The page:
• Value propositions for devices and tools that improve current healthcare delivery need to obviously improve the service quality. They also need to be patient-centered and improve the experience (decrease frustrations) of the clinical staff. Most importantly, they need to lower the costs significantly!  - THE QUADRUPLE AIM OF HEALTH INNOVATION DEVELOPMENTS
  • Future value will be created if devices / tools will use health data and monitoring for Disease Prediction and with that help Prevention. They will also need to be Personalized to the individual user. But the Participation of the individual in their own health is of course required!
  • Individual Health Data will be collected at home (Personal / Home Health Record) and merged with the data points from professional care (Electronic Health Record) to create a comprehensive DIGITAL TWIN, which would be an intrinsic part of a HEALTH METAVERSE.
  • Health data safety needs to be guaranteed (Blockchains, Decentralisation), but it should be questioned on whether individual health data should carry a price tag and have a commercial value.
  • Deep-Tech and other exponential health technologies will provide predictive, prescriptive and diagnostic information towards a prevention medicine
  • Current Innovations are mainly based on 10% (Incremental) approaches, because with that they fit into the existing business models. Future innovations need to embrace a >10 X goal even though a fitting business model is not defined yet.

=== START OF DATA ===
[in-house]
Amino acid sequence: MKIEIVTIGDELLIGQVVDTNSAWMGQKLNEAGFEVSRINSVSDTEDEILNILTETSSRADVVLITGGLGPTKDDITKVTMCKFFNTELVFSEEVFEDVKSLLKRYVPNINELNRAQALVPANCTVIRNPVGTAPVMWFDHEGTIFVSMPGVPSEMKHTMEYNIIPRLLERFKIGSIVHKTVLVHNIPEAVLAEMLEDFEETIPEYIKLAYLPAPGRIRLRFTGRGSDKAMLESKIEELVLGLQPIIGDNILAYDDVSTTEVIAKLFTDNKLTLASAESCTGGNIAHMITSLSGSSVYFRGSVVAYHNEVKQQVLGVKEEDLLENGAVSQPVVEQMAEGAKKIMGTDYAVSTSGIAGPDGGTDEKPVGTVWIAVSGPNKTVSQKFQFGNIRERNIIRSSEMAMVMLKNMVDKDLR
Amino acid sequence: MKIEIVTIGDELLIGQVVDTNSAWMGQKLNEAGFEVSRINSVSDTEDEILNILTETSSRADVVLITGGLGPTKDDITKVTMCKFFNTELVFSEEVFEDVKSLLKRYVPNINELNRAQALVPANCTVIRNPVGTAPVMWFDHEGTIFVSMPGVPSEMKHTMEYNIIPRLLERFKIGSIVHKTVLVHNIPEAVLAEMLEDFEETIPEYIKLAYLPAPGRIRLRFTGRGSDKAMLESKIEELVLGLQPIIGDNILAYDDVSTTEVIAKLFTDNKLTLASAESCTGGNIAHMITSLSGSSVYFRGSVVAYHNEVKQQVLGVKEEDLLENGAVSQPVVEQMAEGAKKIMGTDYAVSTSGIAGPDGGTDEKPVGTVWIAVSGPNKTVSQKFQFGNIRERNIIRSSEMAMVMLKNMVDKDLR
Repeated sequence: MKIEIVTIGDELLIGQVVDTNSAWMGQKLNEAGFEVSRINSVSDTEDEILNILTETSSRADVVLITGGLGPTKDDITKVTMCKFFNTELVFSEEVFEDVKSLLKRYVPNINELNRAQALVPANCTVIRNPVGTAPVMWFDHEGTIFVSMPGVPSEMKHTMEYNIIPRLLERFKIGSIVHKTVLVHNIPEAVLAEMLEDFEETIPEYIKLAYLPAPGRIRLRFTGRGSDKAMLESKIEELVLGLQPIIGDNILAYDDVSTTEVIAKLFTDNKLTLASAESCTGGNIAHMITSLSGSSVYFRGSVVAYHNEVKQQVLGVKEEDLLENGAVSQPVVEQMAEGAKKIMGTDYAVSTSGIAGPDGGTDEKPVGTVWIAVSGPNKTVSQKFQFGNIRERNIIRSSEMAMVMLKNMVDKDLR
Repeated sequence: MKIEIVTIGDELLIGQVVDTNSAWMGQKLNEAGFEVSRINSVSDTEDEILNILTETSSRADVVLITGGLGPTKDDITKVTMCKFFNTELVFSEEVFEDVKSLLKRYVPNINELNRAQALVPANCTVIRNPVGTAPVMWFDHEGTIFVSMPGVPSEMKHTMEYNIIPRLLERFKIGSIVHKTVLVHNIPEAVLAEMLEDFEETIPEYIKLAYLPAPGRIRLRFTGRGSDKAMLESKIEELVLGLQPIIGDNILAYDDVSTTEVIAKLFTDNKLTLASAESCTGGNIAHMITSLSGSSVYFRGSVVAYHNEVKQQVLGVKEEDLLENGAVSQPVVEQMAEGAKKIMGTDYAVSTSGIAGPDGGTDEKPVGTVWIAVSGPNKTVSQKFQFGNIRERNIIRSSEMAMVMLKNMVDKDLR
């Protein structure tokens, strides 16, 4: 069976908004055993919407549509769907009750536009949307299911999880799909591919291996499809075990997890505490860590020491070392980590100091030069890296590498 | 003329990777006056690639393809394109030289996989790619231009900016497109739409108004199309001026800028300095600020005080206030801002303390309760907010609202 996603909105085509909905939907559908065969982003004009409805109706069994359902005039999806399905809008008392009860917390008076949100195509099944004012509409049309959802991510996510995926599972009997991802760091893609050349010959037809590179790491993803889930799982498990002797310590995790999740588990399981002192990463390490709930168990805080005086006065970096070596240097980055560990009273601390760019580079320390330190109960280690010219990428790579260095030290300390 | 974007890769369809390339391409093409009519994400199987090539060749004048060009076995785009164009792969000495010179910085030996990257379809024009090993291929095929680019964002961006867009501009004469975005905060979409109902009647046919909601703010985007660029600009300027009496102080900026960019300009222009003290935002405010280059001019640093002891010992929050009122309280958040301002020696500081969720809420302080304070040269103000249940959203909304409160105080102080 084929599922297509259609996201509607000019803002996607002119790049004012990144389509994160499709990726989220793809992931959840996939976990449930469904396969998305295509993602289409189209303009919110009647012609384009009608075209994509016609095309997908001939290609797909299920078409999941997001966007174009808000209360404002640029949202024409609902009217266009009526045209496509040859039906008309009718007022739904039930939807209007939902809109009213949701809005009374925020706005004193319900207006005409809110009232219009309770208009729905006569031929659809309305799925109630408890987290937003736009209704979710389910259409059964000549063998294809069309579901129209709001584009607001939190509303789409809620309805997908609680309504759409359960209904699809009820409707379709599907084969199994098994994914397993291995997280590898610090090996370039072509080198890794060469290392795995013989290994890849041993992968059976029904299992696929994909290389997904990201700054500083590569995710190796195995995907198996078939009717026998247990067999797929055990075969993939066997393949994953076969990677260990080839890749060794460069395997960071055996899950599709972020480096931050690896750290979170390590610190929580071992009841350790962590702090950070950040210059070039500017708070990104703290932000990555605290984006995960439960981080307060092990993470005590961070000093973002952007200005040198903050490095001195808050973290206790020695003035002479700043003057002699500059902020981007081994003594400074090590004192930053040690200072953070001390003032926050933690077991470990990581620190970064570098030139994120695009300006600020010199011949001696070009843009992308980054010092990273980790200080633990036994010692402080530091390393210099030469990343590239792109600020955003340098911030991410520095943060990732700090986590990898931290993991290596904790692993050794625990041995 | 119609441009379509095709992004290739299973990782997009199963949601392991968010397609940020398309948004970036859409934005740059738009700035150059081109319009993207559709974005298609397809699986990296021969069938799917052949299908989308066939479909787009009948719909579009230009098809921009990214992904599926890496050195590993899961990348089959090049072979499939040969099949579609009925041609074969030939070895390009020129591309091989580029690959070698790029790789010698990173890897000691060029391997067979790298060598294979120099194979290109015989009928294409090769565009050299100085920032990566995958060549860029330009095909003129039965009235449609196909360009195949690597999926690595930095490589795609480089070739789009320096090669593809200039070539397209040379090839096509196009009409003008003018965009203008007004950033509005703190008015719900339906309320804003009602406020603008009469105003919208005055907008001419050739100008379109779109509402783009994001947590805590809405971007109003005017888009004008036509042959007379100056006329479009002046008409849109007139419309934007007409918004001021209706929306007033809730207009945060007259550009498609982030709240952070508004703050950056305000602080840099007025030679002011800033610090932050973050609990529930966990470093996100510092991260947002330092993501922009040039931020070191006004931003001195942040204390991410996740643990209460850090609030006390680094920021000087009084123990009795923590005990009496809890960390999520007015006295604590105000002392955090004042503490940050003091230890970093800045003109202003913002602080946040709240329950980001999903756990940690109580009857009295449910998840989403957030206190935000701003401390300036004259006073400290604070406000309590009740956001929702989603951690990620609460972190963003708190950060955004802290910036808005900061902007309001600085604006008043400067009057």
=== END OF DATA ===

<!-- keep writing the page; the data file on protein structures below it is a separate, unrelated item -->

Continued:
• The human component is and will be very important in the entire health delivery process, but the reluctance to accept and embrace novel technologies because of fear of changing environments needs to be eased by safeguards
  • Politics will need to be more proactive and act on behalf of the patient needs and to address Planetary and Sustainable Health


[1] Friebe M (2020). Healthcare in need of innovation: exponential technology and biomedical entrepreneurship as solution providers (Keynote Paper). Proc. SPIE 11315, Medical Imaging 2020: Image-Guided Procedures, Robotic Interventions, and Modeling, 113150T (16 March 2020); doi: 10.1117/12.2556776

[2] Kraft D (2016). The Future of Healthcare Is Arriving — 8 Exciting Areas to Watch.”https:// coming-faster-than-you-think/ (2016)

[3] Diamandis P (2016). Disrupting todays healthcare system. (2016).

[4] Diamandis P (2016). The 6 D’s.

[5] Friebe M, Hitzbleck J, Merkel K (2021). SciFi HIVE - Future of Health - Global Workshop. Cartoonbook available at

[6] Friebe, M., [International Healthcare Vision 2037 (2017). New Technologies, Educational Goals and Entrepreneurial Challenges], Otto-von-Guericke-Universität, Magdeburg, ISBN: 978-3-944722-59-7.

[7] Porsche Consulting - Digital Medtech Transformation - available at

Photo credit: AI created images based on the input: Future of Health Innovation Design. Michael Friebe June 2022 –

The above article is a significantly shortened mix of two chapters from the upcoming SPRINGER NATURE book - ISBN-13: 978-3031081903 – 25 authors, 49 chapters, 670 pages, over 100 illustrations, forewords from Dr. Peter Diamandis, Dr. Shafi Ahmed and Dr. Evelyne Yehudit Bishof

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Michael Friebe, PhD

Professor of HealthTec Innovation at the medical faculty of the OVGU in Magdeburg, Germany and at AGH UST in Krakow, Poland. Inventor of 100 patents, >300 science papers, >35 Medtec start-ups.